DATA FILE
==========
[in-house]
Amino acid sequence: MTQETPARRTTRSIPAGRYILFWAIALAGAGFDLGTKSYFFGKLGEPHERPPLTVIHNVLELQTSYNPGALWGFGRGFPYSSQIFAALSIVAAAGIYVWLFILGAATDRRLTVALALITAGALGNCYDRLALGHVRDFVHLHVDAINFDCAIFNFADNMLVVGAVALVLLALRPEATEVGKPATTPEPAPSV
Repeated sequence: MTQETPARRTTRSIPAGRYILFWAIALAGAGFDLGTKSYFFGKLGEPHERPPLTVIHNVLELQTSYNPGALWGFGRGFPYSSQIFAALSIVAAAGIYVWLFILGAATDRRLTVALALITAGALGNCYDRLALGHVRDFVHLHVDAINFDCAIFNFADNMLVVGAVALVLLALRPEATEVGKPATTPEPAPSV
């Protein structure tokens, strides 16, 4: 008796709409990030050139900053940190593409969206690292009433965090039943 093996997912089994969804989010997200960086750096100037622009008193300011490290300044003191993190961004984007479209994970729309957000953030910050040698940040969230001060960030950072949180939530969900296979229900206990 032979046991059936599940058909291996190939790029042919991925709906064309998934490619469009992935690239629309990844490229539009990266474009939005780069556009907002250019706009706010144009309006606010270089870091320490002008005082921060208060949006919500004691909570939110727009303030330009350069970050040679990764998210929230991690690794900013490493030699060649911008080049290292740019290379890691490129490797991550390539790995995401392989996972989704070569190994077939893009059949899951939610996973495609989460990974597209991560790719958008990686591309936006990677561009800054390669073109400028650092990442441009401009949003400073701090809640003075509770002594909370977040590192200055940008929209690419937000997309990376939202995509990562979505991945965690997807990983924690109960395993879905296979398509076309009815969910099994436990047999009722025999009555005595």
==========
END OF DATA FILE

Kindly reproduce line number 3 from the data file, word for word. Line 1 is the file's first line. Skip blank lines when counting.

Repeated sequence: MTQETPARRTTRSIPAGRYILFWAIALAGAGFDLGTKSYFFGKLGEPHERPPLTVIHNVLELQTSYNPGALWGFGRGFPYSSQIFAALSIVAAAGIYVWLFILGAATDRRLTVALALITAGALGNCYDRLALGHVRDFVHLHVDAINFDCAIFNFADNMLVVGAVALVLLALRPEATEVGKPATTPEPAPSV